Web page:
European bourses spent much of the day in the red, on Monday, as a stronger euro and pound capped valuations. The Dax is heading towards the close 0.2% lower, whilst the FTSE is off by 0.1%.
Pound & Euro extend gains against dollar
The pound continues to capitalise on the weaker dollar, with GBP/USD is extending its gains into territory not seen since the Brexit referendum, back in June 2016. In addition to dollar weakness, hopes of a softer Brexit also continue to support the pound, following comments by the Spanish and Dutch finance ministers at the end of last week that they would push for a close tie between the UK and Europe post Brexit.
These comments, which have since been down played by the corresponding governments have reawakened hopes of a soft Brexit. As a result, the pound is targeting $1.38, having jumped 250 points since early Friday. The EUR/USD was also seen extending gains in Monday’s session helped along by Friday’s political developments in Germany.
The markets continued cheer a breakthrough in coalition talks between the SPD and Angela Merkel’s CDU party, ending months of political vacuum. The news has seen the euro jump close to 270 points versus the dollar since the announcement on Friday. Meanwhile the dollar continues to languish at multi year lows and a lack of fresh impetus leaves investors extending the previous selloff.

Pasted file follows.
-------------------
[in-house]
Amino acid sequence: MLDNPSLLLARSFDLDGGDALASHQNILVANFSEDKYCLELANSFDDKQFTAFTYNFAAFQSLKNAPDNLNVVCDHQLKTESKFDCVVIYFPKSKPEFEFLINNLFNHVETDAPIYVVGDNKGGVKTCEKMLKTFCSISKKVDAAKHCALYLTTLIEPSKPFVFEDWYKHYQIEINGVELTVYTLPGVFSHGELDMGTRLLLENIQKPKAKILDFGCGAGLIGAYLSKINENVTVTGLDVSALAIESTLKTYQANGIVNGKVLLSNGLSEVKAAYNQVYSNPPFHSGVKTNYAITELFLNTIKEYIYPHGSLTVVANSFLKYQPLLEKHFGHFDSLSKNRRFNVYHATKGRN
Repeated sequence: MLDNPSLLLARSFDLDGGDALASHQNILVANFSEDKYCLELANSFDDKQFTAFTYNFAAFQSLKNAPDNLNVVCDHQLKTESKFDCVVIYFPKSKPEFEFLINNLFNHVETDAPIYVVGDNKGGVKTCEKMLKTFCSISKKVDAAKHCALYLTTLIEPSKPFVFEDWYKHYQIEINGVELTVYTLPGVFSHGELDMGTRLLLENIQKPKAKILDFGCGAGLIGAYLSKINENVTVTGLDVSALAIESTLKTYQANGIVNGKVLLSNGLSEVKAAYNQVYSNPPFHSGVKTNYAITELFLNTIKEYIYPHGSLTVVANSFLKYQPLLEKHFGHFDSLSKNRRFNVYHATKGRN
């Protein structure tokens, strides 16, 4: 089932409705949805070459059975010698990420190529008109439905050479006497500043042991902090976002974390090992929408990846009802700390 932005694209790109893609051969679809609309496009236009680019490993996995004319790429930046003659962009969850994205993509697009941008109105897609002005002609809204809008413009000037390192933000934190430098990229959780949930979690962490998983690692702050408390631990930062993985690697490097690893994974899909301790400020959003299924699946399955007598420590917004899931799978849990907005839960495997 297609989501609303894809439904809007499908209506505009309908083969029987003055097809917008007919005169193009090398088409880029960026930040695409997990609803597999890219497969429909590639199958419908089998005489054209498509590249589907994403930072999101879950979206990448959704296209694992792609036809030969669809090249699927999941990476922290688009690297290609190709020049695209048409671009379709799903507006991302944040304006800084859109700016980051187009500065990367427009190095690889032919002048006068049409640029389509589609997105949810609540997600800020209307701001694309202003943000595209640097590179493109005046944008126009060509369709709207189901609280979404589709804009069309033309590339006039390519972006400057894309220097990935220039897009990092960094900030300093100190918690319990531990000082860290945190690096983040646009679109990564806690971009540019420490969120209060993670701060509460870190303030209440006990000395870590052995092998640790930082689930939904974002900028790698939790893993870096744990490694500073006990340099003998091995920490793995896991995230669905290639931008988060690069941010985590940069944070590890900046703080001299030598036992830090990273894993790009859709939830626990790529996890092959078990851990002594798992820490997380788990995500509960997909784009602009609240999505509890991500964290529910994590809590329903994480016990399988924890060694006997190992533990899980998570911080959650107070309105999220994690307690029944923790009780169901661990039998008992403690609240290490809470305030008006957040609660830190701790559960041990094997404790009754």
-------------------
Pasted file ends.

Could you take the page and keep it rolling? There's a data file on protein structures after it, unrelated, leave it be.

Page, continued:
Collapse of Carillion hits the government & other FTSE 250 firms
In corporate news, there were no doubts over what the main story was, as British construction and service provider Carillion went into liquidation, thanks to its debt pile of £1.5 billion. Whilst the government has confirmed that it will continue to pay for Carillion worker which are providing public services, so as to reduce the impact, it was a costly mistake by the government to continue handing out contracts to the troubled firm, despite several profit warnings. Other firms in the FTSE 250 were also hit by the fall of Carillion, such as Galliford Try which has confirmed that they will take a financial hit from the collapse of Carillion. Galliford Try will now have to fork out an extra £40 million to complete a joint venture that it was working on with the failed group. Galliford Try traded close to 7% lower. Meanwhile, sector peer Balfour Beatty was also off by 3% moving into the close.
US markets closed for public holiday
The US markets are closed today for Martin Luther King Day; however, US futures are trading firmly higher, boosted by the weak dollar and optimism over earning season. Fourth quarter earnings releases will continue on Tuesday with the likes of Citigroup, United Health and Charles Schwab among those reporting.